Andres Mejia of McKinsey & Co. – Leadership Mistakes

Andres Mejia of McKinsey & Co. is a reputable leader with over a decade of experience as an international businessperson. With his positive leadership reputation, Andres Mejia easily finds work with large companies such as McKinsey & Co. If you’d like to establish a similarly-useful reputation as a leader, you’ll need to avoid common mistakes so that your teams function more smoothly. Some of the most common leadership mistakes include:

Andres Mejia Mckinsey

  • Being Emotional – When you make a decision as leader, you need to be sure that your emotions are completely removed from the situation. If you feel emotional about any choice, and this includes being overly excited, take time to cool down before you decide what to do.
  • Fearing Confrontation – Leading a group requires you to manage each team member to prevent them from making mistakes. This means that you will inevitably face confrontation when you correct people. If you fear confrontation, your team will not be as flawless as it should be.
  • Compensating for the Team – If a team member is falling behind, you shouldn’t go out of your way to take up slack. Instead, you should speak to him or her and correct the problem. You want to establish teams that can function without you, and if you compensate for your team, it will fall apart when you leave.

You might not be as successful as Andres Mejia of McKinsey & Co. right away, but as you lead more teams you’ll learn how to more skillfully navigate your duties to avoid mistakes.

Andres Mejia of McKinsey & Co. – Things Great Managers Do

Andres Mejia has built a reputation for himself as an experienced, motivational manager who gets results with every team that he leads. As a result of his reputation, Andres presently works with McKinsey & Co.. Professionals like Andres Mejia don’t get hired by companies like McKinsey & Co. without great skills. If you aspire to similar business achievements, focus on emulating successful managers like Andres. Developing some of the following traits can help:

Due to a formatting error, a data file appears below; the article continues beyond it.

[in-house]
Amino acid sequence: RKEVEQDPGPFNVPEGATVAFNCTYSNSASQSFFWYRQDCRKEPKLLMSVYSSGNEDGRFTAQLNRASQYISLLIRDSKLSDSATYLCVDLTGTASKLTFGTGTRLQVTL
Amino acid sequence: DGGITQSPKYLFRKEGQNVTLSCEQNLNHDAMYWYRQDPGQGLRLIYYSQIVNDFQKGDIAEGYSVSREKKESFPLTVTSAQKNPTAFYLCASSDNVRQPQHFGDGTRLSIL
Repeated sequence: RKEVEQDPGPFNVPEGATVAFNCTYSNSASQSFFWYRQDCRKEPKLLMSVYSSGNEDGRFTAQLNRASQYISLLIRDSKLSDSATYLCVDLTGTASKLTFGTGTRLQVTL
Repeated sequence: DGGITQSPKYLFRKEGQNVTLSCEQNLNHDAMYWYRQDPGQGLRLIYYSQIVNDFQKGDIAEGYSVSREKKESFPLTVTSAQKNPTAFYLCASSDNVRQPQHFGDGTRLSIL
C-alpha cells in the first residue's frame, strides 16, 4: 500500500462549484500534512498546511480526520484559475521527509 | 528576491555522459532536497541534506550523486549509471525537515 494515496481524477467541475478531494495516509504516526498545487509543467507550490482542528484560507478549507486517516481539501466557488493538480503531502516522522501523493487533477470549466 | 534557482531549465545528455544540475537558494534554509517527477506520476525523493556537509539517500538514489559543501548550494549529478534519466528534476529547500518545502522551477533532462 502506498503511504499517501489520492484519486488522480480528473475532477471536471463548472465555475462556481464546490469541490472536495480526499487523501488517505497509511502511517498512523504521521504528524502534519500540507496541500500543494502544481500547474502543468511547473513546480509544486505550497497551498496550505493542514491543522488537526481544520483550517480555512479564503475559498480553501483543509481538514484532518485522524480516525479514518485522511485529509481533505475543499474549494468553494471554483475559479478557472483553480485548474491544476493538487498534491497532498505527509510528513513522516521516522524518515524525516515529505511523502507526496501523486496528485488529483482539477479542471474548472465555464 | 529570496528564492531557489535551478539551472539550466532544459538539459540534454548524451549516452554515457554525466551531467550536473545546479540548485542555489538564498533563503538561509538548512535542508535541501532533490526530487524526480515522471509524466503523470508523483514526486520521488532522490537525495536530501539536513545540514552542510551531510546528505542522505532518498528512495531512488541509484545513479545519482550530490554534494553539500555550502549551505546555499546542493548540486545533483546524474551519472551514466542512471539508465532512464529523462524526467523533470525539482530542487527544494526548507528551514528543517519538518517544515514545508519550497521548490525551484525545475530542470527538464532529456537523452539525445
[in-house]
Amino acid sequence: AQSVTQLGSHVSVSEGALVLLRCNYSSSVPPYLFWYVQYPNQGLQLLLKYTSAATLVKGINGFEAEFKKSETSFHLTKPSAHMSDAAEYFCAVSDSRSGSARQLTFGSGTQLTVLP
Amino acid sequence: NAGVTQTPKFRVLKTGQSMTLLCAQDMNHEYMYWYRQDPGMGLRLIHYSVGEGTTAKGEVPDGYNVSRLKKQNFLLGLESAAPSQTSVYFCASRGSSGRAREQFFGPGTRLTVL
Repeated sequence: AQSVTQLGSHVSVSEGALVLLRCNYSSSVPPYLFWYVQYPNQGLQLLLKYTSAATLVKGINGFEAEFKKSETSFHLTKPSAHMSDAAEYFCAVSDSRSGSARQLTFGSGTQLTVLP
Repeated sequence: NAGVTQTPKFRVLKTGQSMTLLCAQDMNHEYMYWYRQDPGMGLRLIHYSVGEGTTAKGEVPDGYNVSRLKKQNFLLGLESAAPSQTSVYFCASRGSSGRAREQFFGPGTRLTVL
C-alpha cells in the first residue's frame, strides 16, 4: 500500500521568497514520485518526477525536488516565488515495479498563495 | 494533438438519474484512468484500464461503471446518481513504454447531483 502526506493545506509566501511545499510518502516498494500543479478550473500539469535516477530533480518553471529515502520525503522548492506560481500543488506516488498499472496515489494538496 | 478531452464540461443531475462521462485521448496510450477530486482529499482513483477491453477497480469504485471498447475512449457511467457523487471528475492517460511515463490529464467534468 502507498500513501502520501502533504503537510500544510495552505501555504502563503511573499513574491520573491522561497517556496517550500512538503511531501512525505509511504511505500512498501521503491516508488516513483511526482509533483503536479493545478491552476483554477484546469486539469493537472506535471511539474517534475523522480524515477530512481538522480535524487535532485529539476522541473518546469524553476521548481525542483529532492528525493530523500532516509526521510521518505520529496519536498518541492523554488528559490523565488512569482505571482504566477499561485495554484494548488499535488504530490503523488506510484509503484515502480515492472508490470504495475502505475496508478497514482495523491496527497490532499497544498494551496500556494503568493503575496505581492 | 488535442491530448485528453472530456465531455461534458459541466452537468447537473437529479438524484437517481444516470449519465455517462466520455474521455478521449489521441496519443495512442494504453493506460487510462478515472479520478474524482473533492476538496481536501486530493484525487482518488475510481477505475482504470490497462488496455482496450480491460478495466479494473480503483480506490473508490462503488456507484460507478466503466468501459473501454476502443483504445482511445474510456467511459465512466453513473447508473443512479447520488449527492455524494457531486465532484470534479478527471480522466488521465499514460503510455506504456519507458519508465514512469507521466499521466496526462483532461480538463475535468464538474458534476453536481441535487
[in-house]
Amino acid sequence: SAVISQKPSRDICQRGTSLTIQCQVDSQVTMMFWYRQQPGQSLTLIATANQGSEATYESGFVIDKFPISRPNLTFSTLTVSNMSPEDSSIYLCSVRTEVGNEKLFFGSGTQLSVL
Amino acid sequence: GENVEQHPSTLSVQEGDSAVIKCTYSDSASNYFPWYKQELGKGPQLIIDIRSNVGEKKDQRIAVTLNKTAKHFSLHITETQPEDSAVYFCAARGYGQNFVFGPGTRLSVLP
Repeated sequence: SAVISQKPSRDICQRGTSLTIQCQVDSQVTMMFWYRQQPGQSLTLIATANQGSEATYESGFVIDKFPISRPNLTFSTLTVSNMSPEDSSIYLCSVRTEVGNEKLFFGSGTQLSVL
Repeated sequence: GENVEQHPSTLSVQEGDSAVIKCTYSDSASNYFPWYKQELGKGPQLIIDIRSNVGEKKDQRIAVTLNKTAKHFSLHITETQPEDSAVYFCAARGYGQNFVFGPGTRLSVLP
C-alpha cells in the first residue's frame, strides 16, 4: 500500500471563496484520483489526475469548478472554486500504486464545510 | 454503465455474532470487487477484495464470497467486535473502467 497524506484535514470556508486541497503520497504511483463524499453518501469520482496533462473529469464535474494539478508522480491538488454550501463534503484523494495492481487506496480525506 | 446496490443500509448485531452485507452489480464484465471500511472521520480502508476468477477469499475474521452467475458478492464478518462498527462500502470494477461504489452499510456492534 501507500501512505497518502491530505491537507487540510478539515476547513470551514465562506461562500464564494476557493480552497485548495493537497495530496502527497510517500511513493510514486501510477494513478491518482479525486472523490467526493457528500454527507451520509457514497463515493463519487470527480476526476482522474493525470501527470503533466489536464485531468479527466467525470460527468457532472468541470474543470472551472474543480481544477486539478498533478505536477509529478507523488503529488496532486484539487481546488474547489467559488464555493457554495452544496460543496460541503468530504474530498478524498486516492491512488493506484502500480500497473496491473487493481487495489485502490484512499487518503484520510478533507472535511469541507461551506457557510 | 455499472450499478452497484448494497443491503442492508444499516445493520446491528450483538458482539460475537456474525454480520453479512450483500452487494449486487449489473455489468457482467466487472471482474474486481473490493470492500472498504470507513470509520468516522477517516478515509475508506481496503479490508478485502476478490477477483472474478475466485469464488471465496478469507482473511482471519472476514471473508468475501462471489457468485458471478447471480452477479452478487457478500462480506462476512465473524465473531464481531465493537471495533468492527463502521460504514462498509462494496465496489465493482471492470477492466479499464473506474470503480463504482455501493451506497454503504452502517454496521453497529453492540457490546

Andres Mejia McKinsey

  • Straightforward Communication – As a manager, you want to earn a reputation for being honest at all times. Regardless of the situation, communicate in a straightforward fashion that assures all involved parties of your honesty. If something is bad, for example, tell the client just that rather than sugarcoating the news.
  • Assign the Right Jobs – Managers must examine their teams so that they can assign the right jobs to the right people. Examine your employees and make sure that each is working on tasks that suit their skillsets. This will quickly improve a company’s productivity and employee happiness.
  • Lead with Integrity – When you become a manager, you acquire new responsibility. You must accept blame, even in cases when you are not entirely at fault, and give credit where it is due. Management is not a position of glory, but one of respect, and you must treat it as such.

Andres Mejia McKinsey & Co., and professionals like him, work to improve their management skills every day. Keep traits like those above in mind so that you can improve your professional reputation too.